Team Playoff % Win Loss GB Decision
A's 100% 63 38 None Buy
Angels 99% 60 41 None Buy
Tigers 95% 57 42 None Buy
Nationals 87% 55 44 None Buy
Dodgers 85% 58 45 None Buy
Giants 84% 56 47 None Buy
Brewers 71% 58 45 None Buy
Orioles 65% 56 45 None Buy
Cardinals 57% 54 47 0.5 Buy
Braves 51% 55 47 None Buy
Pirates 43% 54 47 0.5 Buy?
35% 53 48 None* Buy?
Yankees 32% 54 49 None* Buy
Mariners 27% 53 49 0.5 Buy
Reds 21% 51 50 3.5 Neither
Indians 19% 51 51 2.5 Sell
Royals 14% 51 50 2.0 Neither
Rays 10% 49 53 4.5 Sell
3% 47 55 6.5 Sell
2% 49 54 5.0 Neither
Mets 2% 48 54 7.0 Neither
Marlins 1% 48 53 6.5 Buy
Twins 0% 46 55 7.0 Sell?
Padres 0% 45 56 9.5 Sell
Diamondbacks 0% 44 58 11.0 Sell
Phillies 0% 44 58 11.0 Neither
Astros 0% 42 60 11.5 Sell
Cubs 0% 41 59 13.0 Sell
Rockies 0% 41 61 14.0 Sell?
Rangers 0% 40 62 13.5 Sell

(Note: buy/sell decision based on my interpretation of the moves each team made before the deadline. Every trade made before the deadline last year can be found here.)

Looking at this table, there don't appear to be many teams that made obvious mistakes in which direction they chose to go at the deadline. Naturally, the teams with the highest playoff odds were buyers, and most of the teams with the lowest playoff odds were sellers. As expected, the teams in the middle had the most variation in what they ended up doing.

The Blue Jays and Pirates, who were contenders but not odd-on favorites going into the deadline, can barely be considered buyers, since the players they acquired (Danny Valencia, Ernesto Frieri) were not difference makers. The Blue Jays appeared to be constrained by ownership in who they could acquire and how much salary they could pick up, while the Pirates did not see trading away top prospects for short-term gain to be a worthwhile endeavor. It's hard to argue with either of these teams' strategies in hindsight. The Pirates made the playoffs with the team they had, while the Blue Jays finished five games out of the second wild card spot, a gap that probably couldn't have been closed with one deadline acquisition.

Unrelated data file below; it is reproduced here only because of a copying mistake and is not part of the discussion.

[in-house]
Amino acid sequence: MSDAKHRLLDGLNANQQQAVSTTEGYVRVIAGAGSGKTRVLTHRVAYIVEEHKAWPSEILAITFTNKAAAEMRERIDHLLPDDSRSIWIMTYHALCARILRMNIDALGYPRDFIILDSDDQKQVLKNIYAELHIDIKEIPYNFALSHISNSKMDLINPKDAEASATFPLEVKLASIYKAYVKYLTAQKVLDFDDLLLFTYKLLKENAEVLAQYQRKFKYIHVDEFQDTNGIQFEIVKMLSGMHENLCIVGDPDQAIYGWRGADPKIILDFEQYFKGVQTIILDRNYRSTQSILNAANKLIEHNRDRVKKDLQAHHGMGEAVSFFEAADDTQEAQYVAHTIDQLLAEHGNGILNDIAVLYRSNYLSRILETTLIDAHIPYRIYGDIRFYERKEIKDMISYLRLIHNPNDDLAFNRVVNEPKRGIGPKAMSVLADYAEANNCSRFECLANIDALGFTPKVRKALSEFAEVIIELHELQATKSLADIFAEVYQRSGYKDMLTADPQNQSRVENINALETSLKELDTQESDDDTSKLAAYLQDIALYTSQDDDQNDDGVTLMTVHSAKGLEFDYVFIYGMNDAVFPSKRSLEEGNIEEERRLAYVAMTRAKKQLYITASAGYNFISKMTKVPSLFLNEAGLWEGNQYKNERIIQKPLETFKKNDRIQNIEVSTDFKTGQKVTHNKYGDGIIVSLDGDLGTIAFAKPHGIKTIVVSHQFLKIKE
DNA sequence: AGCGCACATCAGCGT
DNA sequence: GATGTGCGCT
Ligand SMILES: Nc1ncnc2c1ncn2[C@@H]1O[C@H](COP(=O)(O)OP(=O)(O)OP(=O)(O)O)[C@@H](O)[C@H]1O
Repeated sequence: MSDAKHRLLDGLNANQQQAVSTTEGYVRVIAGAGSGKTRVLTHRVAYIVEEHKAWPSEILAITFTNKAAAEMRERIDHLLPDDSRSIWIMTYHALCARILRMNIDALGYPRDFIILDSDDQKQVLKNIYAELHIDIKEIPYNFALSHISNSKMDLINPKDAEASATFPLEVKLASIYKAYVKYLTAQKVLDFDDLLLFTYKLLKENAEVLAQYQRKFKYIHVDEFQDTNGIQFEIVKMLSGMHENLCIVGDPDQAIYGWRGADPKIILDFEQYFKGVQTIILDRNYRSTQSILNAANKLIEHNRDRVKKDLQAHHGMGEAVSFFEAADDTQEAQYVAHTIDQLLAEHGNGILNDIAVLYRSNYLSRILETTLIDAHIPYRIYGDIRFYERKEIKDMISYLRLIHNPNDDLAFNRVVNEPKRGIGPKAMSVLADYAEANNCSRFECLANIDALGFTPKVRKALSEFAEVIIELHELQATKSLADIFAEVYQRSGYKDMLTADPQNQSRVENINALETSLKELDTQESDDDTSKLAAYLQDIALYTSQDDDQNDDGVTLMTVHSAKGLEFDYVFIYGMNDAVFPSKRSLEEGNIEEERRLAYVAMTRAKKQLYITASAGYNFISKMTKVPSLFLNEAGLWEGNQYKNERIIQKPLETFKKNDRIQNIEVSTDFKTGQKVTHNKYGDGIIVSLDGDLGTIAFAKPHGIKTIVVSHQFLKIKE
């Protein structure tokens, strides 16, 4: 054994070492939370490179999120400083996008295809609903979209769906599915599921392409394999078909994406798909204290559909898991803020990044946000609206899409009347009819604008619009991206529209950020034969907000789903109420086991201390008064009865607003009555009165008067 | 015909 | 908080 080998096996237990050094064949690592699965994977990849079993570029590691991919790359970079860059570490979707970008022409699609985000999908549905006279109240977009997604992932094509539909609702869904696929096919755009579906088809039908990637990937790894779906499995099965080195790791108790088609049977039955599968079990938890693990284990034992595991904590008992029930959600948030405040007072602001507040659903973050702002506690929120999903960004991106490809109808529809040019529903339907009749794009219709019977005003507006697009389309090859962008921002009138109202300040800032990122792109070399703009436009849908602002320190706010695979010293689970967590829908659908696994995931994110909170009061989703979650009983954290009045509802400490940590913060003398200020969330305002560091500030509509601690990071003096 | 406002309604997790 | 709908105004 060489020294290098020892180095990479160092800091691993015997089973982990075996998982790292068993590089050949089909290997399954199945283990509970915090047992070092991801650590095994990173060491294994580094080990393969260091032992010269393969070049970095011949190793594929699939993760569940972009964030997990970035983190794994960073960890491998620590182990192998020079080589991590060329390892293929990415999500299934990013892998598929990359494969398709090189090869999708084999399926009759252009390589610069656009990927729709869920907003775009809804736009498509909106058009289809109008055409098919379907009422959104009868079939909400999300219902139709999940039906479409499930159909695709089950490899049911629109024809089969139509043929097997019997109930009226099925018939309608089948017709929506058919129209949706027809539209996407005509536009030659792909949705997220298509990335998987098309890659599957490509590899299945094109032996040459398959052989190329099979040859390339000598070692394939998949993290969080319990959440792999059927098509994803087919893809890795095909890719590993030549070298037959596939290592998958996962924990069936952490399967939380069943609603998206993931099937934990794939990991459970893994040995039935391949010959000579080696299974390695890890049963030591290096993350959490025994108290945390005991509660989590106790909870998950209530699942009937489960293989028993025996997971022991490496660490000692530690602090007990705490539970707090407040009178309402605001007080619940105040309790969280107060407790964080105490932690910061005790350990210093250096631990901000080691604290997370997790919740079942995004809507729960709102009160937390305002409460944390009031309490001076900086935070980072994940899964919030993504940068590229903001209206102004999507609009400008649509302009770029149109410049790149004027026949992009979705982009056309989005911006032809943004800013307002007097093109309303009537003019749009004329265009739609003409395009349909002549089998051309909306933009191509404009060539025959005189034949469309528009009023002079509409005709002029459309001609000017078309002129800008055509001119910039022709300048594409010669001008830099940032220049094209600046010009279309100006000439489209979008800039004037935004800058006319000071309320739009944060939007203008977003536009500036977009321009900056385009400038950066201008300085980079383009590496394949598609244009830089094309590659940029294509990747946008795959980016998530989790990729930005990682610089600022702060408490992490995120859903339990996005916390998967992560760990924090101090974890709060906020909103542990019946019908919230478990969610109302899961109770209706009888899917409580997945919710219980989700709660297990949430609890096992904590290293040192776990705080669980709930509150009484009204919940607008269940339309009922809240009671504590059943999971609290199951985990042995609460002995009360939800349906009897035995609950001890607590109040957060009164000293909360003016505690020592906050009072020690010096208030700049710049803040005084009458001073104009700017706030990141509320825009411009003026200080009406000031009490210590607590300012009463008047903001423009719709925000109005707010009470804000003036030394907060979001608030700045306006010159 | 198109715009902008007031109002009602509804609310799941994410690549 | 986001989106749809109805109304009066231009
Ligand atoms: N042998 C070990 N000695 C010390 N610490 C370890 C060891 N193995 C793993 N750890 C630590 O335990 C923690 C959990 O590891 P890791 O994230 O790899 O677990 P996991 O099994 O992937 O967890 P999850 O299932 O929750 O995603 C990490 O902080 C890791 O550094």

The Yankees and Mariners were two of the teams that didn't end up making the playoffs despite being buyers at the deadline. Neither team brought in major difference making type players, but they still worked to fill some holes on the roster. Given where they were in late July, it is hard to argue with either of the decisions to be buyers. The Yankees were tied for one of the wild card spots in late July and had solid playoff odds at the time and the Mariners were only slightly behind the Yankees, both in the standings and in their playoff odds. Their individual moves didn't end up working out very well, but the fact that they nearly made the playoffs makes it hard to question their overall deadline approach.

After these two teams, the only other buyer with lower playoff odds was the Marlins, who are well known for doing things their own way. In fairness, their major move, the acquisition of starting pitcher Jarred Cosart, was supposed to help them both in the short term and in the long term, as Cosart was under team control for another few years. Also, the Marlins didn't really have any players that a seller would typically look to trade at the deadline. The only rumors surrounding the Marlins at the deadline last summer were about Giancarlo Stanton, and as it turned out, the Marlins were intent on keeping him in Miami for a very long time.

The sellers with the highest playoff odds (the Indians, Rays, and Red Sox) seemed to be making sound decisions at the time, as none of them had better than a one in five chance of reaching the postseason. What was interesting about these teams, especially the Rays and Red Sox, is that they didn't act like sellers in the traditional sense. Most of the players these teams acquired were major-league ready and gave them a chance to compete as soon as 2015. They were still selling present value for future value, but that future value was more in the near future than most of us are used to seeing with teams labelled as sellers.